Bryan Beal


A silver rocket stands in the desert with a woman having her photo taken in front of it. In the background are hills and the day is very sunny.

Ra'arch was bewildered as she looked through the large viewing port on the side of her ship. Locals had gathered around her silvered vessel and appeared to be taking images of it. Some were even posing to be in the images. Kal'eshia had warned her of the primitiveness of the planet, but Ra'arch did not have a clear mental picture of just how backward Kal'esha meant.

Ra'arch eased her four tentacle-like legs into her ex-suit. Although the locals breathed oxygen as well, there was no telling what filth the air contained. She was taking no chances with unknown diseases. As she was putting her suit on, she wondered how locals managed with only half the limbs. They looked extremely ungainly in her eyes.

In minutes, Ra'arch was suited up and the interior controls of her suit had her body at a comfortable five degrees. The temperature outside was well over thirty. She would find it hard to even function in that heat. With light shielding over her face, Ra'arch would not be uncomfortable in the furnace of the desert.

The airlock equalised before the external hatch opened to the system's sun and its punishing light. Her appearance caused a stir as bipeds started pointing and making all sorts of interesting sounds. Some words did not make sense to Ra'arch. Her translators worked fine, but words like “Holy crap!” or “Shit on a brick!” were mysteries to her.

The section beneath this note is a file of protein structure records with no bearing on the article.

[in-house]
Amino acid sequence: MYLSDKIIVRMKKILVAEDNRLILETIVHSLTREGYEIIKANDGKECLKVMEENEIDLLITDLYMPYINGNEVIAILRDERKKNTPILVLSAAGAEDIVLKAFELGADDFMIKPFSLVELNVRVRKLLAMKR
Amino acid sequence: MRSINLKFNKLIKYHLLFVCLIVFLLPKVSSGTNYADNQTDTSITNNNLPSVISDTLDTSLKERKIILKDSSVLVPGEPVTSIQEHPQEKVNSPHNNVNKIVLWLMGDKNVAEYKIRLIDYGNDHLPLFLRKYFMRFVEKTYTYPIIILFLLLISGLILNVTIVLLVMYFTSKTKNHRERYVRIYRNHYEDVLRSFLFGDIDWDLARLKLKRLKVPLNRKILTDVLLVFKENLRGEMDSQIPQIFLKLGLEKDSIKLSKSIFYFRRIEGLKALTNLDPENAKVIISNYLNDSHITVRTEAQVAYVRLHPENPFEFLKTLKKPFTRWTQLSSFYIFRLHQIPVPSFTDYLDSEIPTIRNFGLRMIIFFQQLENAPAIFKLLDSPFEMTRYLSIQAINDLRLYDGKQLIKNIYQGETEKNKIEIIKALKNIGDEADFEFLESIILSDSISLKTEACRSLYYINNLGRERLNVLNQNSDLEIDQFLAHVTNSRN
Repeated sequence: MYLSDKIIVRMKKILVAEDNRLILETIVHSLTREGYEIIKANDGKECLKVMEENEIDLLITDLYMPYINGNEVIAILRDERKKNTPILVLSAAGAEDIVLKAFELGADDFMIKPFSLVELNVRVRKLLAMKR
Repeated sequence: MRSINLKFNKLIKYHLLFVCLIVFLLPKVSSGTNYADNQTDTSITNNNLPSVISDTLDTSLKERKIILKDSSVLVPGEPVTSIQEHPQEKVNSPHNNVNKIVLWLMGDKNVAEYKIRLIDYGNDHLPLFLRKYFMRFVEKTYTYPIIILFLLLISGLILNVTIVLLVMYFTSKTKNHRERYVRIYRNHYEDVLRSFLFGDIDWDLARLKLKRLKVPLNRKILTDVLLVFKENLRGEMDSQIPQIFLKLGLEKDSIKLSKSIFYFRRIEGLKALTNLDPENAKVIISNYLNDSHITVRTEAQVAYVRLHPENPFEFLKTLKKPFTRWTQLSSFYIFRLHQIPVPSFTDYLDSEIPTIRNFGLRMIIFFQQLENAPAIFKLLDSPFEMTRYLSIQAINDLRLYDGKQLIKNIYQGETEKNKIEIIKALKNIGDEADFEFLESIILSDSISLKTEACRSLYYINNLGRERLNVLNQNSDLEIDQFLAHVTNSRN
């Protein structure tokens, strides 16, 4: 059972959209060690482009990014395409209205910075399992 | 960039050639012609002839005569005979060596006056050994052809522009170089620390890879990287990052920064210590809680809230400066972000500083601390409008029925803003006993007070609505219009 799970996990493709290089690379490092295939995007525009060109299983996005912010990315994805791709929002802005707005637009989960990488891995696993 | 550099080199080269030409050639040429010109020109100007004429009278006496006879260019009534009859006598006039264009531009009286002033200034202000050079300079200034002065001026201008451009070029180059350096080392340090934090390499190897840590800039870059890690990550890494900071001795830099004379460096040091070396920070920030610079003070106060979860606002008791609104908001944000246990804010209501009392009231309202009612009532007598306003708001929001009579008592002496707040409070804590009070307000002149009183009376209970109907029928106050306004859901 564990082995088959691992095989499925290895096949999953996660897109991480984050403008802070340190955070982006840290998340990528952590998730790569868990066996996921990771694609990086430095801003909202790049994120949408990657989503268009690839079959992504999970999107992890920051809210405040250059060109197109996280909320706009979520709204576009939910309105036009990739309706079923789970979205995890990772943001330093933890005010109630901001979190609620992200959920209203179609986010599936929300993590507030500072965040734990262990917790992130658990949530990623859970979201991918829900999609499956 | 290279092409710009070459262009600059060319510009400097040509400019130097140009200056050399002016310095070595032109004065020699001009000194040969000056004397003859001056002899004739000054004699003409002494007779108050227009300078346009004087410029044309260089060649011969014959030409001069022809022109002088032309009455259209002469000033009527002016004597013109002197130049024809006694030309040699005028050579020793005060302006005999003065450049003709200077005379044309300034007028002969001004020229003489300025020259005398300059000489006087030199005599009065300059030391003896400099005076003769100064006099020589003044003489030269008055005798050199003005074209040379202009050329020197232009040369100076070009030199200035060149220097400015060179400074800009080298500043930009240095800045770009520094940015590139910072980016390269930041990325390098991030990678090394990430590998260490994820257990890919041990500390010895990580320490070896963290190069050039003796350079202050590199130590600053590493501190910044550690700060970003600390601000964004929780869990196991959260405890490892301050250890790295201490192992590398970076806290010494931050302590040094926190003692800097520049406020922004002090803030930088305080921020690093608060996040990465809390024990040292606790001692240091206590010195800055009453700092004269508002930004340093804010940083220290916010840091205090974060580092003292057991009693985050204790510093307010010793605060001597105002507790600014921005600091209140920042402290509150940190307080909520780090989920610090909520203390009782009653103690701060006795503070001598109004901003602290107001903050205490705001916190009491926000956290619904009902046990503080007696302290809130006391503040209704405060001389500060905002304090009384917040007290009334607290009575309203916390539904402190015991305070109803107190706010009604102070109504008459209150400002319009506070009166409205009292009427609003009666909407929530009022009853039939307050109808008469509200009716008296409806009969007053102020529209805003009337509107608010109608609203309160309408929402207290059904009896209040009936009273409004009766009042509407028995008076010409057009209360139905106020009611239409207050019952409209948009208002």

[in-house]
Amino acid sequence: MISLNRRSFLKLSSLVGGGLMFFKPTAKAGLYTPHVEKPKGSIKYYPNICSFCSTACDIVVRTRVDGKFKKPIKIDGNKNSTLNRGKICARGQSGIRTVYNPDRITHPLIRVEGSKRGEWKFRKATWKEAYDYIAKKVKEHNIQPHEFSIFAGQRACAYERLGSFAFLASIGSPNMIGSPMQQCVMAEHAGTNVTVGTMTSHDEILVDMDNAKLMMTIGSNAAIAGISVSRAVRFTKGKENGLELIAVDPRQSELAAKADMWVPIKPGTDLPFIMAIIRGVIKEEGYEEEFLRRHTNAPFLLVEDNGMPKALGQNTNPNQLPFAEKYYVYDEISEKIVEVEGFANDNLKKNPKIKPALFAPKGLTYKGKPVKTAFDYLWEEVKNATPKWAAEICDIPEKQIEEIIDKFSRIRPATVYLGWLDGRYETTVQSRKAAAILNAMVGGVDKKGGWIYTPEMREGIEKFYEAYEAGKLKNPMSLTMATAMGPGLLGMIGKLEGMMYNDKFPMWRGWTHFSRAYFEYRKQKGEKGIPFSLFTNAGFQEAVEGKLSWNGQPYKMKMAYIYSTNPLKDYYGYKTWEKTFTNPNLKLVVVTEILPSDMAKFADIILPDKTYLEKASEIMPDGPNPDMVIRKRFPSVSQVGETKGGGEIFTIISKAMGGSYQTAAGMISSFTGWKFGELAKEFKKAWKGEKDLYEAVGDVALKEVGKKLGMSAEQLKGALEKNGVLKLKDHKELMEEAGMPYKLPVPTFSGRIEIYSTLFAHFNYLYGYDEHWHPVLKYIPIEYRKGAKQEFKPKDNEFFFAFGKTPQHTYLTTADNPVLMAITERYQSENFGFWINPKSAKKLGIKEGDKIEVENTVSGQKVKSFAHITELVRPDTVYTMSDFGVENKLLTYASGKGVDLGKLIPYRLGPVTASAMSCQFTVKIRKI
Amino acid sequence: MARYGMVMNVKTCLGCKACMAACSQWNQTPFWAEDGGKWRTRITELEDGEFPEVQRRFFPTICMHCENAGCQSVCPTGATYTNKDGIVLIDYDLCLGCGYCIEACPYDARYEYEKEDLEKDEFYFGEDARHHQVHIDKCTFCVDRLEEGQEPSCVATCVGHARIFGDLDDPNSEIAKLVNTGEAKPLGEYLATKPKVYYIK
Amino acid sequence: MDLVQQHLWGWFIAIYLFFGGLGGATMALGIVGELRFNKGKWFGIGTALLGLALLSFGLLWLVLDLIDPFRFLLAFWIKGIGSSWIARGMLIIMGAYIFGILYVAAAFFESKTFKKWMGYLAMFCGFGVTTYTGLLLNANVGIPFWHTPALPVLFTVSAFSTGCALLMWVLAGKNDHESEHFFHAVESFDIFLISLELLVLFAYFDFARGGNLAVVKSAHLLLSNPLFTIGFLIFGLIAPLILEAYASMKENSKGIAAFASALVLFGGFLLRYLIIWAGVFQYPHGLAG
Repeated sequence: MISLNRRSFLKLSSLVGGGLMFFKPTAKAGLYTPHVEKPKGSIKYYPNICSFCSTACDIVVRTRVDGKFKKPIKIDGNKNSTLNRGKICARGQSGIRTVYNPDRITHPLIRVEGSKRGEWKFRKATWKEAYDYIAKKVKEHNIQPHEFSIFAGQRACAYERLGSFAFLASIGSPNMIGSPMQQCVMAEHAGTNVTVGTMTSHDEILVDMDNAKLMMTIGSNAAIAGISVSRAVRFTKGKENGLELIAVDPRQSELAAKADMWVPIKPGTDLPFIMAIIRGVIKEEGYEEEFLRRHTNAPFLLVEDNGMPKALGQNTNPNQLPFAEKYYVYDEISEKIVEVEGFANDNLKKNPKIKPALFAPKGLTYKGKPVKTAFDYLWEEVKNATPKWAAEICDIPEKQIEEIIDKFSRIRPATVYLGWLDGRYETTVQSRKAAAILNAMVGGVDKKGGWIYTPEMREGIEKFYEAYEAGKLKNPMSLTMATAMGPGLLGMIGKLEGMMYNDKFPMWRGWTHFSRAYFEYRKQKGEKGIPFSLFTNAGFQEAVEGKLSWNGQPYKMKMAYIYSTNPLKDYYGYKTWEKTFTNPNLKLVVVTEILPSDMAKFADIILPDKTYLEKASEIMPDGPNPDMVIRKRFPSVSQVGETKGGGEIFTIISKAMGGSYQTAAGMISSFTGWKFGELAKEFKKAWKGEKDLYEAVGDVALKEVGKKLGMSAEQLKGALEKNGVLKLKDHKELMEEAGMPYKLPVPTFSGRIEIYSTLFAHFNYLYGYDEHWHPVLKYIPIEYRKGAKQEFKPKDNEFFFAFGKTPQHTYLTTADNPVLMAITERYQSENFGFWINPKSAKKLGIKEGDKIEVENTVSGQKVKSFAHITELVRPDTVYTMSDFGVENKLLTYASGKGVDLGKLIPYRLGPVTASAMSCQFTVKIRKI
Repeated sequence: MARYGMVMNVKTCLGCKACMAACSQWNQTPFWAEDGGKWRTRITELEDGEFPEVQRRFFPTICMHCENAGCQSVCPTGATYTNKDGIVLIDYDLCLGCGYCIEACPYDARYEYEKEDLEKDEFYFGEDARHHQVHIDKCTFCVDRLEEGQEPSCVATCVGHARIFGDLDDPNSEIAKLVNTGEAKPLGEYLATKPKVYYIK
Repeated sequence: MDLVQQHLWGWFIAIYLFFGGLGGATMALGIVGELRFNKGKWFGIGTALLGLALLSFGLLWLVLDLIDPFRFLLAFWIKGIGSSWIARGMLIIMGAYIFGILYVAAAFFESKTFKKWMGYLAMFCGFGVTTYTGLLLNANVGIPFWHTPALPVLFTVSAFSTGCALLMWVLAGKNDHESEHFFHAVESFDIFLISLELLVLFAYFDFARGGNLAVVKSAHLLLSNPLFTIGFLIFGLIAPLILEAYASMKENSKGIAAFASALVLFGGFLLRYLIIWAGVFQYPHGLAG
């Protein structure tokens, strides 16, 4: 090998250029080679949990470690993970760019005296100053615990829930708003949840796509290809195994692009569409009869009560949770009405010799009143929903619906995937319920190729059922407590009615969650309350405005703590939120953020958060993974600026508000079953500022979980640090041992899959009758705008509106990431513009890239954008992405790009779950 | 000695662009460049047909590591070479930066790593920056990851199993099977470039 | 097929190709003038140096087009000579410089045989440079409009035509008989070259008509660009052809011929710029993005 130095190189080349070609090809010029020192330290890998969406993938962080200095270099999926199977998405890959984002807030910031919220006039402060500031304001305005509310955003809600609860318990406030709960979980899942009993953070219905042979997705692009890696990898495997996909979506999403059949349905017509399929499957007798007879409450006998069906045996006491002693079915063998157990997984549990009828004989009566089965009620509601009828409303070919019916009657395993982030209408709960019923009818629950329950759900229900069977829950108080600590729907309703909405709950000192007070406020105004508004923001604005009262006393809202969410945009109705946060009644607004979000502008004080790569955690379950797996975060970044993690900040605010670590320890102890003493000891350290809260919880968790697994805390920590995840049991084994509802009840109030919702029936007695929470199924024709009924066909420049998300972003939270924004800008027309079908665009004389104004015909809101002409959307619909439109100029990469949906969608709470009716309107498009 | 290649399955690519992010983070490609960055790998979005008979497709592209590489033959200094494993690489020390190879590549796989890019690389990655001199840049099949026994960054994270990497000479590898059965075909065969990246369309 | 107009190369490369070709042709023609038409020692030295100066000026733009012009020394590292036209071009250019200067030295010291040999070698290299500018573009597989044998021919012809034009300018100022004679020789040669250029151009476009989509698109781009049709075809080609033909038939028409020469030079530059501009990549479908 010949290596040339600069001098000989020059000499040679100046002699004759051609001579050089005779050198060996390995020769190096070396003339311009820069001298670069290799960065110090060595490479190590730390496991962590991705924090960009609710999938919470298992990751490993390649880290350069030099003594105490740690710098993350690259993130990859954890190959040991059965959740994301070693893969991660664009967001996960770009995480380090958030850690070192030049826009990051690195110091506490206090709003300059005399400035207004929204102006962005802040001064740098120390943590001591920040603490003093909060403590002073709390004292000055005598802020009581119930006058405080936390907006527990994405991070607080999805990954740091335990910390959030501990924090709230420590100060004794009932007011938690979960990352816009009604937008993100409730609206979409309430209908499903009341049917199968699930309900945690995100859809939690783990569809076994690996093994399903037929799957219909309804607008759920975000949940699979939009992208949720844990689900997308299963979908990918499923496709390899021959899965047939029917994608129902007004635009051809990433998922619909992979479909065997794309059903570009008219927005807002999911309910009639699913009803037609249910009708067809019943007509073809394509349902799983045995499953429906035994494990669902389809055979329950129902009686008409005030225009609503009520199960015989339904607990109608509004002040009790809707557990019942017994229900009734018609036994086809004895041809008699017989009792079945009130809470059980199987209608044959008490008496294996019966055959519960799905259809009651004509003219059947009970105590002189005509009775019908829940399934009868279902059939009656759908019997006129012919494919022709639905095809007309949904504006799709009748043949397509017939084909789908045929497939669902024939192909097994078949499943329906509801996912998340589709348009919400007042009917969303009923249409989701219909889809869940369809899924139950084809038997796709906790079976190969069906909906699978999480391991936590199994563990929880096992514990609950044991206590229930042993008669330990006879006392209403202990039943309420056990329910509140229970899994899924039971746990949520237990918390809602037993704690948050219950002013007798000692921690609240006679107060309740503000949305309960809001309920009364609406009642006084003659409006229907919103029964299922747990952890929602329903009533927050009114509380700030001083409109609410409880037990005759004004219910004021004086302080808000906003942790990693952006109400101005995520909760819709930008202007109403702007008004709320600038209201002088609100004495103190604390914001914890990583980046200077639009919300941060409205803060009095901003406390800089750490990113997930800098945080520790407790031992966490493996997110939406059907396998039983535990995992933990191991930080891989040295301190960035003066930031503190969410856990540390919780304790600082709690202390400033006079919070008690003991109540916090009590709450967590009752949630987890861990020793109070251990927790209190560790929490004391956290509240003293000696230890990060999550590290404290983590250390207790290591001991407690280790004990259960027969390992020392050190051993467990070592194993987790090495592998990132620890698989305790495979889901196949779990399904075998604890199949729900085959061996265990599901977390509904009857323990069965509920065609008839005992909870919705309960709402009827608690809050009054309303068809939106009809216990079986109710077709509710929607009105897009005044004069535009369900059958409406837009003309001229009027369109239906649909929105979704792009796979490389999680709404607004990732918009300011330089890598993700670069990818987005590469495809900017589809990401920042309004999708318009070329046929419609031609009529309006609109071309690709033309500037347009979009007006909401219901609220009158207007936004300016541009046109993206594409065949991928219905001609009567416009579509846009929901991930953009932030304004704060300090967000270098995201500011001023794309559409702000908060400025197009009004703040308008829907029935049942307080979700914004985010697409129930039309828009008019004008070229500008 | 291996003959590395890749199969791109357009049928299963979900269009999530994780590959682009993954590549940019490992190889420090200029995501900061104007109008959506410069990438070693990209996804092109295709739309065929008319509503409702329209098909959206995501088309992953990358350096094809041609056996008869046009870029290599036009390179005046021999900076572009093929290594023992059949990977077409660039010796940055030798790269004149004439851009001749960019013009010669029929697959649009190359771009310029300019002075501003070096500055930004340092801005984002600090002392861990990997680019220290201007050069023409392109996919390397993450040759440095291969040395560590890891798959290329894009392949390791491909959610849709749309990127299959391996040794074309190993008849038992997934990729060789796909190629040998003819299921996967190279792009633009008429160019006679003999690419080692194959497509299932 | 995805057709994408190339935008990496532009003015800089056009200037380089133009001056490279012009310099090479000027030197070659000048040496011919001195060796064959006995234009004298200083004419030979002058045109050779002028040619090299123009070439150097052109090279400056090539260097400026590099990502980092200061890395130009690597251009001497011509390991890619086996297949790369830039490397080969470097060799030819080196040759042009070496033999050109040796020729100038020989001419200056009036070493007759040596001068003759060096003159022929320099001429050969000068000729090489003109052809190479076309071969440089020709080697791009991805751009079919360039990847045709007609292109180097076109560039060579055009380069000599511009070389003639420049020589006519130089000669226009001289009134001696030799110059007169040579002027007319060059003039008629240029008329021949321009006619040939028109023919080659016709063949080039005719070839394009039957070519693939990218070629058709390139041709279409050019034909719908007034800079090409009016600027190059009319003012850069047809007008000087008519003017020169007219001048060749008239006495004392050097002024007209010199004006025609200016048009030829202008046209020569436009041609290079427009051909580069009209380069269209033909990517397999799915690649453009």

Everyone backed away from the ship except for the female who had been posing for her image. The human's friend had run away already, taking the female's device. If Ra'arch had to guess, the friend was a male. The males in her society would have done exactly the same thing.

Ra'arch looked at the dark haired female just a few metres below her. The female looked up at her. Ra'arch made no sound, but lifted one of her limbs, splaying the end in an open gesture. The visitor hoped it looked friendly. Research told her people that locals almost universally accepted the open limb gesture as a sign of non-aggression.

The female's friend squealed at the movement. It looked up at Ra'arch and the mouth upturned, with teeth showing. A sign of anger in her own culture, Ra'arch knew it to be the opposite here. Ra'arch scowled her angriest at the human, which beamed in delight at the returned expression.

Ra'arch stepped down the steep stairs that had extended to the surface. The hard surface was hot enough to warm the bottoms of Ra'arch's limbs. The human female remained where she was. Her eyes had got wider. Ra'arch was not sure what that meant. She decided that caution was better so she only approached a little closer. For interminable minutes, the pair looked at each other. The red suited visitor and nearly naked human beholding each other in amazement. Ra'arch wondered how the human could be so exposed to the heat and star's energy and feel no apparent discomfort.